The Ethiopia-Somaliland port deal has raised tensions in a geopolitical game that also involves China, Djibouti, Egypt, Somalia, and the UAE.
By centering the defense of Palestinians, the Houthis have found a way to discredit their domestic opponents and strengthen their hold on power.
Global warming is making the Northern Sea route a rapidly growing alternative to the Suez for Asia-Europe freight traffic.
Houthi attacks in the Red Sea are making it harder and more expensive to ship parts across the globe to support EV production in Europe.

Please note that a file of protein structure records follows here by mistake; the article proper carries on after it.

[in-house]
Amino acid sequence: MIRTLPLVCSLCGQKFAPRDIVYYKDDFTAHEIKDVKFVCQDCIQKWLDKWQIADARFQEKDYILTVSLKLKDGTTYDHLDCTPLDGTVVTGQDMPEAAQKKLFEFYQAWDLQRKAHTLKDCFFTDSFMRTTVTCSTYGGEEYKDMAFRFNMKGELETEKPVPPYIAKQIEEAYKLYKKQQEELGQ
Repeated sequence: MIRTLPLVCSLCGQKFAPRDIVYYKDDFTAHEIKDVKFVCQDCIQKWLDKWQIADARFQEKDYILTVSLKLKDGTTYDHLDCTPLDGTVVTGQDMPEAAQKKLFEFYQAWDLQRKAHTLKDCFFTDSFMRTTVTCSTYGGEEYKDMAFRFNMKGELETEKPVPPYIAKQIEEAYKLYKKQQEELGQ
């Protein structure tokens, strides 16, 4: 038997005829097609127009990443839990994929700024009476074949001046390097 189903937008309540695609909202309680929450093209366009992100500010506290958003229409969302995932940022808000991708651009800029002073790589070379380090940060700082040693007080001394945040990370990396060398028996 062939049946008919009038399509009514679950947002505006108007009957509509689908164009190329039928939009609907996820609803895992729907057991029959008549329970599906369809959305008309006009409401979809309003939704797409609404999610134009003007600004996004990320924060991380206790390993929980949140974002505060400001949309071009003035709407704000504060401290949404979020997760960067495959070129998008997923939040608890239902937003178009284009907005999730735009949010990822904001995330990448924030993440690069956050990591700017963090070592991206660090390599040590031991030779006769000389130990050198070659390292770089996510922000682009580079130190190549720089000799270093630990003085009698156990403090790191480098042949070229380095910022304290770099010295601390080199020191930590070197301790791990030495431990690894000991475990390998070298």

Global supply chains have become more important for everyday life since the 1970s, so the impact of the Red Sea disruptions is now much bigger.
If the Houthis can force a prolonged diversion of global trade from the Red Sea, most countries will be hit by the economic impact.
The rerouting of ships as a result of Houthi attacks in the Red Sea is causing shipment delays and increasing costs and carbon emissions.
The U.S.-led anti-Houthi naval task force faces significant operational challenges, including few warships for a large area and short missile warning times.